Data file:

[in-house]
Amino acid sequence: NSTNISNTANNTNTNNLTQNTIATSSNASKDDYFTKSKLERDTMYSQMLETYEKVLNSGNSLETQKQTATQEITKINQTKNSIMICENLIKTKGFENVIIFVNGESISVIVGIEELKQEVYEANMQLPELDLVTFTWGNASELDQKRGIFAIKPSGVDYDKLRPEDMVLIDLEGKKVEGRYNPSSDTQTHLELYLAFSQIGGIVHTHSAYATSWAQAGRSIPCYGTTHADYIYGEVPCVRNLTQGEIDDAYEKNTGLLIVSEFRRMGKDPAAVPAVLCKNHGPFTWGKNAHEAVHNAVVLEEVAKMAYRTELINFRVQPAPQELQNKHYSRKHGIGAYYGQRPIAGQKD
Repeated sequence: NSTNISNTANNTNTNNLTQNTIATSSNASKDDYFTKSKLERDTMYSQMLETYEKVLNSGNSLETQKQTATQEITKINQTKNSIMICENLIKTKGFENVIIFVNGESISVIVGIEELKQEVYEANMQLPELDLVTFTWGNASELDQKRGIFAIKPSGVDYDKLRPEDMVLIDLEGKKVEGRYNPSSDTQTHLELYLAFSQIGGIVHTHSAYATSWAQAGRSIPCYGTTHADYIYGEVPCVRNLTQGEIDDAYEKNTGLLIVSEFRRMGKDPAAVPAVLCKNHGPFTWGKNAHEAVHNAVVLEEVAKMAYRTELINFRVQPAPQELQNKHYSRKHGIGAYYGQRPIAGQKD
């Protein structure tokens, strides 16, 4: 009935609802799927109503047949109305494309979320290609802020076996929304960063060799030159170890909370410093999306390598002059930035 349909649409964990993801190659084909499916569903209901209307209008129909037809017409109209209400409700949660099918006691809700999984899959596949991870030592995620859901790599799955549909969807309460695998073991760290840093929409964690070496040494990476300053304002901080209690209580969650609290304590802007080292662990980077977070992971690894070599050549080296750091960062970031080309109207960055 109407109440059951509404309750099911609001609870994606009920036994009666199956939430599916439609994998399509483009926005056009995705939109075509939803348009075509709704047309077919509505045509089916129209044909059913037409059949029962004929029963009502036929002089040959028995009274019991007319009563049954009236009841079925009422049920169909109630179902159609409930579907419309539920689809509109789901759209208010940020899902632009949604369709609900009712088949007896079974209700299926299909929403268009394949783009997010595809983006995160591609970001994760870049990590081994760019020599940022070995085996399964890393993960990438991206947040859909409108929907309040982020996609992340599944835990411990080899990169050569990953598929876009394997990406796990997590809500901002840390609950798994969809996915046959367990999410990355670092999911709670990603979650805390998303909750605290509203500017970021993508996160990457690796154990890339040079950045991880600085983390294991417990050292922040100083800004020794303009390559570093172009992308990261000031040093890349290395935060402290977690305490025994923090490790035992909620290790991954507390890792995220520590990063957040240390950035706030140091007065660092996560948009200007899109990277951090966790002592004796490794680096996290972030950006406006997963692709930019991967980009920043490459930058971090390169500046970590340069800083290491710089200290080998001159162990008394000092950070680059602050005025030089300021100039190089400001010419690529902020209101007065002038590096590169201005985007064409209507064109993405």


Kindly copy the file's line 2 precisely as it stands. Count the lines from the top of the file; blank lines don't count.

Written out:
Amino acid sequence: NSTNISNTANNTNTNNLTQNTIATSSNASKDDYFTKSKLERDTMYSQMLETYEKVLNSGNSLETQKQTATQEITKINQTKNSIMICENLIKTKGFENVIIFVNGESISVIVGIEELKQEVYEANMQLPELDLVTFTWGNASELDQKRGIFAIKPSGVDYDKLRPEDMVLIDLEGKKVEGRYNPSSDTQTHLELYLAFSQIGGIVHTHSAYATSWAQAGRSIPCYGTTHADYIYGEVPCVRNLTQGEIDDAYEKNTGLLIVSEFRRMGKDPAAVPAVLCKNHGPFTWGKNAHEAVHNAVVLEEVAKMAYRTELINFRVQPAPQELQNKHYSRKHGIGAYYGQRPIAGQKD